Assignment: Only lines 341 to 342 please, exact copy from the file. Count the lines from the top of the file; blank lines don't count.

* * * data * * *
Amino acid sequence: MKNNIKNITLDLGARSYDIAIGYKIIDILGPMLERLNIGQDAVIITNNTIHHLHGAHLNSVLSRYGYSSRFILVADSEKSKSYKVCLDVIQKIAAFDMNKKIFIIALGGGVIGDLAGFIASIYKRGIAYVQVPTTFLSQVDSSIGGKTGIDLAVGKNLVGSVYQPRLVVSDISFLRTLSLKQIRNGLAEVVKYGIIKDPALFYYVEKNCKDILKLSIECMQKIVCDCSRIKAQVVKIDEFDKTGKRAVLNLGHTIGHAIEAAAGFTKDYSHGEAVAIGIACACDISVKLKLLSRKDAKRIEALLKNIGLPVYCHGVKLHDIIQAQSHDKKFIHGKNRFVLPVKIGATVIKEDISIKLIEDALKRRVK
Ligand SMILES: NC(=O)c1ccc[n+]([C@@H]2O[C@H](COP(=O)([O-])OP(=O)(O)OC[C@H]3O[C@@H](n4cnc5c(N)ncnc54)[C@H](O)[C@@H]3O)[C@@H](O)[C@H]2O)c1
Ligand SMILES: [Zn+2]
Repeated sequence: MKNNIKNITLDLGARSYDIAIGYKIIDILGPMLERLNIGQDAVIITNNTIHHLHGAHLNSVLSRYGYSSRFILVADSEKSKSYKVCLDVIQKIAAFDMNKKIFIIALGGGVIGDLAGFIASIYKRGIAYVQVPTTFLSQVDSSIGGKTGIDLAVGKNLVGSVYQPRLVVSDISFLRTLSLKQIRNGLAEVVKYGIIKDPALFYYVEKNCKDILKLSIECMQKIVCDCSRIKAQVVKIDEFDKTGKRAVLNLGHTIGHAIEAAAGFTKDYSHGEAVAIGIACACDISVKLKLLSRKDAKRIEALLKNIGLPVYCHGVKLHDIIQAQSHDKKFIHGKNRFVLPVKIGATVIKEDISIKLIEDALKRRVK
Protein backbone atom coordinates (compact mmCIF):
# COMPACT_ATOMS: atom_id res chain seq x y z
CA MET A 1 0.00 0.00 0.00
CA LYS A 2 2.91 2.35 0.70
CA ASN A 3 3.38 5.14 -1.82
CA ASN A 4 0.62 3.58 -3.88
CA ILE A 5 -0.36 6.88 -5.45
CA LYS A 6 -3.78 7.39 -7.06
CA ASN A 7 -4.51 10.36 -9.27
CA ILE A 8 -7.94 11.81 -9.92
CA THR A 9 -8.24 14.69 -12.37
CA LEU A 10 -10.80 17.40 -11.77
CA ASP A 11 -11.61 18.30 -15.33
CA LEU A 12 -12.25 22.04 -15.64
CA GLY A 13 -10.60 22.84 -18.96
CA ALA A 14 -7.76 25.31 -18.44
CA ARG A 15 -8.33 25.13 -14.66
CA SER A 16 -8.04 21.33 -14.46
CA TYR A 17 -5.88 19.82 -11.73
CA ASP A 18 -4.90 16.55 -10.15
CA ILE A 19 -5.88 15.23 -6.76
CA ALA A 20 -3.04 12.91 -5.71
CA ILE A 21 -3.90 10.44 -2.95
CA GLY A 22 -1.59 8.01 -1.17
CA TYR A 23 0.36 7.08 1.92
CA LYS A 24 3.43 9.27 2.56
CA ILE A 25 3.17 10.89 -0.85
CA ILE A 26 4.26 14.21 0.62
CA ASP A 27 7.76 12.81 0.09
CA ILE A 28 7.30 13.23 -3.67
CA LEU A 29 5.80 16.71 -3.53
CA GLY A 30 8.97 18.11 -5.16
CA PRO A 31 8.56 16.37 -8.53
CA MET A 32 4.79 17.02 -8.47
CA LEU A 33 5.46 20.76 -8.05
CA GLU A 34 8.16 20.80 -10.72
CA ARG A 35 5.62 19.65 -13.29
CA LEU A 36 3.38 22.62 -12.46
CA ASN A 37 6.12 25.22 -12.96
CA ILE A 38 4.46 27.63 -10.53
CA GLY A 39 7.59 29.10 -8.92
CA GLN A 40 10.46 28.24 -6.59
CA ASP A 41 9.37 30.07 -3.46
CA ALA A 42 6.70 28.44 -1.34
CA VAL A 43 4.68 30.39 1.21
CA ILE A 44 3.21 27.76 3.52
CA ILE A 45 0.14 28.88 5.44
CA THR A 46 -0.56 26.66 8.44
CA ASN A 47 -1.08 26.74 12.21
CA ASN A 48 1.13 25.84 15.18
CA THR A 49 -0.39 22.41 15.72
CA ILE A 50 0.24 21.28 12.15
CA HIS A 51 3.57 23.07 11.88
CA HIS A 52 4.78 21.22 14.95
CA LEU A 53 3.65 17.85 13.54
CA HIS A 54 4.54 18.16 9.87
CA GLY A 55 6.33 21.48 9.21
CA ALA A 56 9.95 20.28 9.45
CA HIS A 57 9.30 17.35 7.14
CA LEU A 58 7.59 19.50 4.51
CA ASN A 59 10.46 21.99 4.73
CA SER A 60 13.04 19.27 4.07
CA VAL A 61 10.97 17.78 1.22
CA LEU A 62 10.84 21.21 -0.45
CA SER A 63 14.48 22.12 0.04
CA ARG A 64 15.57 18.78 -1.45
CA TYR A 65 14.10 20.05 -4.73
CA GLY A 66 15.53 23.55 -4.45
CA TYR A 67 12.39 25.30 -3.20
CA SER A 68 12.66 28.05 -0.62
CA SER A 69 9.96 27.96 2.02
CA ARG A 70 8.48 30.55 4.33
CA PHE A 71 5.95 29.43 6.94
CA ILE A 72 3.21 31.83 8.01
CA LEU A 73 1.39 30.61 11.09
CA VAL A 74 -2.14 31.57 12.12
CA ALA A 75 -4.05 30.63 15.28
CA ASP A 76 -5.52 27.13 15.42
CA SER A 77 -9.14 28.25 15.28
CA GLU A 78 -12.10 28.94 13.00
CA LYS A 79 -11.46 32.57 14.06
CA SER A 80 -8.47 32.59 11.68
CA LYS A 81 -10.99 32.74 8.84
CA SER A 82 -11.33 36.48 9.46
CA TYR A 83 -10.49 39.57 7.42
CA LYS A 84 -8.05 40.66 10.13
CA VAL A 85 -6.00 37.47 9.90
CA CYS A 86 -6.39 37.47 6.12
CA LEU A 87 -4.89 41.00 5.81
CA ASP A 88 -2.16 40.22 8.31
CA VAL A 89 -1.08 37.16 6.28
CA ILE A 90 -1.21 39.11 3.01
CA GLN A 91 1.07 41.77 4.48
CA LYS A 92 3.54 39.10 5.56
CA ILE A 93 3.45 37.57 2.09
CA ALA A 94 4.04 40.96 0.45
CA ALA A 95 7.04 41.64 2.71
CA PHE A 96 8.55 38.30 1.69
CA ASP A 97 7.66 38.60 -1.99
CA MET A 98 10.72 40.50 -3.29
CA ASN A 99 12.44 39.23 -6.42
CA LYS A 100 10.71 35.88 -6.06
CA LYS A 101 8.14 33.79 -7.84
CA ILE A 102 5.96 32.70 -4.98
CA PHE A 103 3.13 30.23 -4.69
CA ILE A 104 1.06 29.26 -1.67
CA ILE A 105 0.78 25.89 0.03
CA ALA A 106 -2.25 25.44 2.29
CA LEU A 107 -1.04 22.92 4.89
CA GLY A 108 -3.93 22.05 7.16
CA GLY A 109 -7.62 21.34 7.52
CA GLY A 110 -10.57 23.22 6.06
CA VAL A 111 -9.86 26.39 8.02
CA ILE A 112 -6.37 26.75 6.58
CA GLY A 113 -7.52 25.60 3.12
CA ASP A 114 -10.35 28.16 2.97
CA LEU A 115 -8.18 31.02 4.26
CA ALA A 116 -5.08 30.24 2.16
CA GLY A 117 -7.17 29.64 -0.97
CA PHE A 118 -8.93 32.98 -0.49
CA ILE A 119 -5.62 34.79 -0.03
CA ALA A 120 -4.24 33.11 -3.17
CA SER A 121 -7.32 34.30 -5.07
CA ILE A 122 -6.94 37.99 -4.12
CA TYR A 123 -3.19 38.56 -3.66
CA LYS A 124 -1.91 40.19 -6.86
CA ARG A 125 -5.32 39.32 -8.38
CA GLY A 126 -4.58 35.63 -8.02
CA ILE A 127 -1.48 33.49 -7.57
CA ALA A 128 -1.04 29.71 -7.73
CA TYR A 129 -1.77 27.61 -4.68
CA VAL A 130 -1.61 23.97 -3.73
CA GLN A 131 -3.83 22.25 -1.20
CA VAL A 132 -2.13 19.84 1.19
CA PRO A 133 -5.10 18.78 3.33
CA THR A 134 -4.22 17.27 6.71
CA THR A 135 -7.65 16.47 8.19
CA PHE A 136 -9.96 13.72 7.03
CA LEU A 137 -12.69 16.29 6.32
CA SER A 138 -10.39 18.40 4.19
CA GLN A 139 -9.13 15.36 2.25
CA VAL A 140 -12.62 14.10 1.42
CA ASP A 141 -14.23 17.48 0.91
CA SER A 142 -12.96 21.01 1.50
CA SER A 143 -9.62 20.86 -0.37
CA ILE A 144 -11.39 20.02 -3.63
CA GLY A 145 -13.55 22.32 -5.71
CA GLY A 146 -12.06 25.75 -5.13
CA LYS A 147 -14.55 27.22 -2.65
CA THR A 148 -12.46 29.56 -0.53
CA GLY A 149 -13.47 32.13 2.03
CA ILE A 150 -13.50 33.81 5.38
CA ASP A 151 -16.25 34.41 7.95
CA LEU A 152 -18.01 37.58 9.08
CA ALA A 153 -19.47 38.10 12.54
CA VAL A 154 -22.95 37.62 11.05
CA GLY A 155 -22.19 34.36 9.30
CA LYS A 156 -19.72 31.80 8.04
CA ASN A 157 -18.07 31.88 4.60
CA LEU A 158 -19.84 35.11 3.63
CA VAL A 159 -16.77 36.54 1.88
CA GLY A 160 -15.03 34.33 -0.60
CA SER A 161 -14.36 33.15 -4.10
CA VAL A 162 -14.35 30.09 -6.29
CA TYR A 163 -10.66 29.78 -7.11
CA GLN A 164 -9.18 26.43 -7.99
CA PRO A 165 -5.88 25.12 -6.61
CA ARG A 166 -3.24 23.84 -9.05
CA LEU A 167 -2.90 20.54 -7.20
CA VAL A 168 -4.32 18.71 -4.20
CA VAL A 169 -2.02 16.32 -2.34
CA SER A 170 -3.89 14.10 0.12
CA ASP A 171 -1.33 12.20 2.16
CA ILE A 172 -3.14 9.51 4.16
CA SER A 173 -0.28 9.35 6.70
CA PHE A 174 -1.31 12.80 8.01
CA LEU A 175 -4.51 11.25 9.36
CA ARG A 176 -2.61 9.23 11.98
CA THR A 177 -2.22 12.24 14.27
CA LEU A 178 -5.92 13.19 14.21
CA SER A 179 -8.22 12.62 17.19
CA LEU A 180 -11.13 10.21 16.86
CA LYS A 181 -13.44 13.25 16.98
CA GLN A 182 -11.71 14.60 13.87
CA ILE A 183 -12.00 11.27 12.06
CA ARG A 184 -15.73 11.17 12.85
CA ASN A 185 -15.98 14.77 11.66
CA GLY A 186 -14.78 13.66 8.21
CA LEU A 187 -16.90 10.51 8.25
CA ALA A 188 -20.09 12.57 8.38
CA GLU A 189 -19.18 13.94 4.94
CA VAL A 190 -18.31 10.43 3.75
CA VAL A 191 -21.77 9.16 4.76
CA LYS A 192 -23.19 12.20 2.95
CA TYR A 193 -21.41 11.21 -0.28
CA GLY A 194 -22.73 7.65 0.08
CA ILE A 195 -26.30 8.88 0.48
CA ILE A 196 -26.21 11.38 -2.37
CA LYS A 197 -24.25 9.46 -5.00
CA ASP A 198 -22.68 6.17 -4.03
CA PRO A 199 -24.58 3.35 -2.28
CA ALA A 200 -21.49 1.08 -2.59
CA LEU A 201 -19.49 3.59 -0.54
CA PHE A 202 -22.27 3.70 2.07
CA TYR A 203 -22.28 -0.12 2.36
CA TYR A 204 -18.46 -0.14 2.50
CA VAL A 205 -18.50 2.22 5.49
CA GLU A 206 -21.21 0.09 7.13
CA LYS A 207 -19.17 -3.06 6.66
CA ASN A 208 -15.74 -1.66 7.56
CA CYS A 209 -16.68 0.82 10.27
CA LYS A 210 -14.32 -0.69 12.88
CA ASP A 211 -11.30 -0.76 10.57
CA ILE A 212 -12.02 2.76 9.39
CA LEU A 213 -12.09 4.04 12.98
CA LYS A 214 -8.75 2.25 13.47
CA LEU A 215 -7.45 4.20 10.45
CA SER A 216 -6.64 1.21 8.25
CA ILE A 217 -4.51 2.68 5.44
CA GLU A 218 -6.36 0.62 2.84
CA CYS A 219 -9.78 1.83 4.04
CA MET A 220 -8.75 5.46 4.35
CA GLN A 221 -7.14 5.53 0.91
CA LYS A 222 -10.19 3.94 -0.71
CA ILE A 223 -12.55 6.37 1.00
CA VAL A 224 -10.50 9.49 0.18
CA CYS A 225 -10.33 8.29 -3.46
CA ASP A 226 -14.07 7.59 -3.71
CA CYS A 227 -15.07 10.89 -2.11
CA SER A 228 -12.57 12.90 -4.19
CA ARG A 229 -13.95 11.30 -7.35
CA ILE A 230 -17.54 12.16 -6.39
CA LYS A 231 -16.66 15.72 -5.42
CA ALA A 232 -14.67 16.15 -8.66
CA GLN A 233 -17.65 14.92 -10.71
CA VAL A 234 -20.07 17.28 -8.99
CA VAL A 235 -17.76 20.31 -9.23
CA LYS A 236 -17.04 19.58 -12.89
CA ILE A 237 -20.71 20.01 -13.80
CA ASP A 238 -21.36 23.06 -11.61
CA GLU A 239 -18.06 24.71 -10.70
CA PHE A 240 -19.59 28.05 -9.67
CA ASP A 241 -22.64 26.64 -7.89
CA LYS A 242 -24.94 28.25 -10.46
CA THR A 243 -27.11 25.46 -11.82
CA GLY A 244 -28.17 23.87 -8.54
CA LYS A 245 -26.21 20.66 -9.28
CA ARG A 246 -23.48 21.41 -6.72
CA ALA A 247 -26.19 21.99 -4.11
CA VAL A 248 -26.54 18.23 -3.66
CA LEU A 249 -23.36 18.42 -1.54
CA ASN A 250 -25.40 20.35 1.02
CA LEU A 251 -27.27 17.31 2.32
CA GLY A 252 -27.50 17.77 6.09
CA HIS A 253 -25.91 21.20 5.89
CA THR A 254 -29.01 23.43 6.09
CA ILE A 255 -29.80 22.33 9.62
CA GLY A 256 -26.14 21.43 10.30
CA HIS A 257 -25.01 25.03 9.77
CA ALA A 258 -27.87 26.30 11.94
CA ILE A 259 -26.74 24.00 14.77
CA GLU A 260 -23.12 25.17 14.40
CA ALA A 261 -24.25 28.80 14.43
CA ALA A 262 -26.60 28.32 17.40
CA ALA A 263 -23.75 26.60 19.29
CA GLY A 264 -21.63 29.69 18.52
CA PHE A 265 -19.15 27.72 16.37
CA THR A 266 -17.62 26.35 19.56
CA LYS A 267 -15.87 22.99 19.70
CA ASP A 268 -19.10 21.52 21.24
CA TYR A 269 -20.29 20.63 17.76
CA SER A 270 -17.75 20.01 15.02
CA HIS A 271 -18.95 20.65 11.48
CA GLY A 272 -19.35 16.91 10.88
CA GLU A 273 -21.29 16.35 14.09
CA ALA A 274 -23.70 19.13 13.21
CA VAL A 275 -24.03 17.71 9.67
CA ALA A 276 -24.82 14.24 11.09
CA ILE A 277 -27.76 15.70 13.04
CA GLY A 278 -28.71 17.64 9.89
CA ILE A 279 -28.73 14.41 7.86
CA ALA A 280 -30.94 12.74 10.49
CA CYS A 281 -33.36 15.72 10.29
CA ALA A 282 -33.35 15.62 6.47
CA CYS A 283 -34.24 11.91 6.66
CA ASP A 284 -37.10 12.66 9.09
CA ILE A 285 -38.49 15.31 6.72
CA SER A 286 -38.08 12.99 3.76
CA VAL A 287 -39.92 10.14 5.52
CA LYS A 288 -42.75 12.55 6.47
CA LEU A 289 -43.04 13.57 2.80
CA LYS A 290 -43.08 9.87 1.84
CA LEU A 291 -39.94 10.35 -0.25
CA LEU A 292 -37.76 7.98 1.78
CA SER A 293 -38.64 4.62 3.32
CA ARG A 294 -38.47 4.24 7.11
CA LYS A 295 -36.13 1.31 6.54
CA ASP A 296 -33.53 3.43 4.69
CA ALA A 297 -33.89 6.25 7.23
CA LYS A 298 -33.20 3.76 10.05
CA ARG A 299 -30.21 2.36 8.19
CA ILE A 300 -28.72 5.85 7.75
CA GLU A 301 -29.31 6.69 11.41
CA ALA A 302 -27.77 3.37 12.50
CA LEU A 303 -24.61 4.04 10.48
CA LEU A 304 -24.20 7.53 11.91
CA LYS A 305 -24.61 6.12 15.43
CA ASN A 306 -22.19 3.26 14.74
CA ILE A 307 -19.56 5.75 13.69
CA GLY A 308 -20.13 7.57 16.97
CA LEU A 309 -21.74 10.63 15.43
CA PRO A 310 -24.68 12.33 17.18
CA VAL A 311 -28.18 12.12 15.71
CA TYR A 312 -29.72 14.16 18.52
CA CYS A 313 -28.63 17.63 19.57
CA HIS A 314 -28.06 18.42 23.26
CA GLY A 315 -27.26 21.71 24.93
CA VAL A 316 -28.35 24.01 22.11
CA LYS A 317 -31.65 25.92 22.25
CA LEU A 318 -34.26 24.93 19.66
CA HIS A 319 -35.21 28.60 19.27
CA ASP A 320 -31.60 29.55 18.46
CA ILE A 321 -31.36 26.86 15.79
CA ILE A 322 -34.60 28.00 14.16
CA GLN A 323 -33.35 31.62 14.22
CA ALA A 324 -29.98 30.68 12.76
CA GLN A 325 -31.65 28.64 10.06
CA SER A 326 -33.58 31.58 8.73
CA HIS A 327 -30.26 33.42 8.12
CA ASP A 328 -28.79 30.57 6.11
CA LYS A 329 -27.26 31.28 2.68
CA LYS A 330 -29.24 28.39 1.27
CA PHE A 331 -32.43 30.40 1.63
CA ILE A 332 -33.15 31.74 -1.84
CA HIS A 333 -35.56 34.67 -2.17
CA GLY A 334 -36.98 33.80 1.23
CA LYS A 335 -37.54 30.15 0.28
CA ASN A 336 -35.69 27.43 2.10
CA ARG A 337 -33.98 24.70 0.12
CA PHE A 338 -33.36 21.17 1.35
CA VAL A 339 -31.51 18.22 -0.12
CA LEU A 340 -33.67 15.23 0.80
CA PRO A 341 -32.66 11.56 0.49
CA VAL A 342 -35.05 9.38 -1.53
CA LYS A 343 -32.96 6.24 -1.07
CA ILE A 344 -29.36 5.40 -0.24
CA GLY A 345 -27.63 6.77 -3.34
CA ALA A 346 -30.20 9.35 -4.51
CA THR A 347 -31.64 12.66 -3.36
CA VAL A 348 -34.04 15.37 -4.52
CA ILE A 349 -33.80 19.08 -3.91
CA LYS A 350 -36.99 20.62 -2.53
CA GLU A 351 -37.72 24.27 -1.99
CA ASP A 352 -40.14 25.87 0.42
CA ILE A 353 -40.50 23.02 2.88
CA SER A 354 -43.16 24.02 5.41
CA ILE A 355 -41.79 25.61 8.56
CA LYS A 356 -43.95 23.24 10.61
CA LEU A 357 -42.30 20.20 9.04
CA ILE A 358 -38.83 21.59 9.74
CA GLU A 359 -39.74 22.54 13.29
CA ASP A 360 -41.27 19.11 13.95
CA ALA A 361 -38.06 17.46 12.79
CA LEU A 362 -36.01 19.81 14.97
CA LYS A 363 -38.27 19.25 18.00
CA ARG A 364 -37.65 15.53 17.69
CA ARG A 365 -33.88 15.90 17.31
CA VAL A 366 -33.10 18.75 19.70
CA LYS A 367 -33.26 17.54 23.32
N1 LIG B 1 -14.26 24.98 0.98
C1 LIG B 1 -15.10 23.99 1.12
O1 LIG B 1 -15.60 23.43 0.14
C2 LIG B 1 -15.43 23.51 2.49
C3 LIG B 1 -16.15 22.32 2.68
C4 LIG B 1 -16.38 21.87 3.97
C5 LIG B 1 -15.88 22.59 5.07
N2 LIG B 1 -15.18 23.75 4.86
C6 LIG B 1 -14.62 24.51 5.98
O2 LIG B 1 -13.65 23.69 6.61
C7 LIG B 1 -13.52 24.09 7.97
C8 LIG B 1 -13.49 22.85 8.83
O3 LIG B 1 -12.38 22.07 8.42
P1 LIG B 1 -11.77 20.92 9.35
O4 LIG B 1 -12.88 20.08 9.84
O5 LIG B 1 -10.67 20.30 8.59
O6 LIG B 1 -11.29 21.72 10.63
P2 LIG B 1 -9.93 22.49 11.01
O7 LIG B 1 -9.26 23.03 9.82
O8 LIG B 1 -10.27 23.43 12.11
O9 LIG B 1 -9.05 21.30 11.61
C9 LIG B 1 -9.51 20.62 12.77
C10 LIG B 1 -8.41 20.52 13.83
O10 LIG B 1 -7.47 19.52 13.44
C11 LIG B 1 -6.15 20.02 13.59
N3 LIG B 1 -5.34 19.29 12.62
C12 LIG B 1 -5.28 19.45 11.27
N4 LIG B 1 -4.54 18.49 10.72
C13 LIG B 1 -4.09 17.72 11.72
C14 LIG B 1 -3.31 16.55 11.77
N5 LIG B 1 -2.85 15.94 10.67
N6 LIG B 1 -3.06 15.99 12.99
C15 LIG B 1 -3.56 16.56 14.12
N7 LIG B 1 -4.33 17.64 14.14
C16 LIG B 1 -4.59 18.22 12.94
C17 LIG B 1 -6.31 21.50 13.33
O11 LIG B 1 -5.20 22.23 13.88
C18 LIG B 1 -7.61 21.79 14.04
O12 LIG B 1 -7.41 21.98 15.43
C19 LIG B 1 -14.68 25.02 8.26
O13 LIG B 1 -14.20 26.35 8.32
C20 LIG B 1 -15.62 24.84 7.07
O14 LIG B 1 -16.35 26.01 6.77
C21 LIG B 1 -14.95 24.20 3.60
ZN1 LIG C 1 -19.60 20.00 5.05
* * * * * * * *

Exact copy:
CA LYS A 335 -37.54 30.15 0.28
CA ASN A 336 -35.69 27.43 2.10